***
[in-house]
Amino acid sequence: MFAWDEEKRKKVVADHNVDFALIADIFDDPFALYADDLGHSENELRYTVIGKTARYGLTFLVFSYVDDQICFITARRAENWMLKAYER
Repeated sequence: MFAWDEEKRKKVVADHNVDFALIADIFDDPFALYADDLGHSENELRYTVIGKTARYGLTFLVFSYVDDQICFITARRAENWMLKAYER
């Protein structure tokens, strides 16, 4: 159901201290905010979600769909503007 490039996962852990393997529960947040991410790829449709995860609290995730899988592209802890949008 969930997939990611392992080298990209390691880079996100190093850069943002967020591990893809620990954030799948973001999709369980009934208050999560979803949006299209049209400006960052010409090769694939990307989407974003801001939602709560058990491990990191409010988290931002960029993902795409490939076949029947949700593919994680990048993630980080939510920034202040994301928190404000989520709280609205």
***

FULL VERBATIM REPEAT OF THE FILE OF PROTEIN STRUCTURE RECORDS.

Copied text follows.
[in-house]
Amino acid sequence: MFAWDEEKRKKVVADHNVDFALIADIFDDPFALYADDLGHSENELRYTVIGKTARYGLTFLVFSYVDDQICFITARRAENWMLKAYER
Repeated sequence: MFAWDEEKRKKVVADHNVDFALIADIFDDPFALYADDLGHSENELRYTVIGKTARYGLTFLVFSYVDDQICFITARRAENWMLKAYER
């Protein structure tokens, strides 16, 4: 159901201290905010979600769909503007 490039996962852990393997529960947040991410790829449709995860609290995730899988592209802890949008 969930997939990611392992080298990209390691880079996100190093850069943002967020591990893809620990954030799948973001999709369980009934208050999560979803949006299209049209400006960052010409090769694939990307989407974003801001939602709560058990491990990191409010988290931002960029993902795409490939076949029947949700593919994680990048993630980080939510920034202040994301928190404000989520709280609205």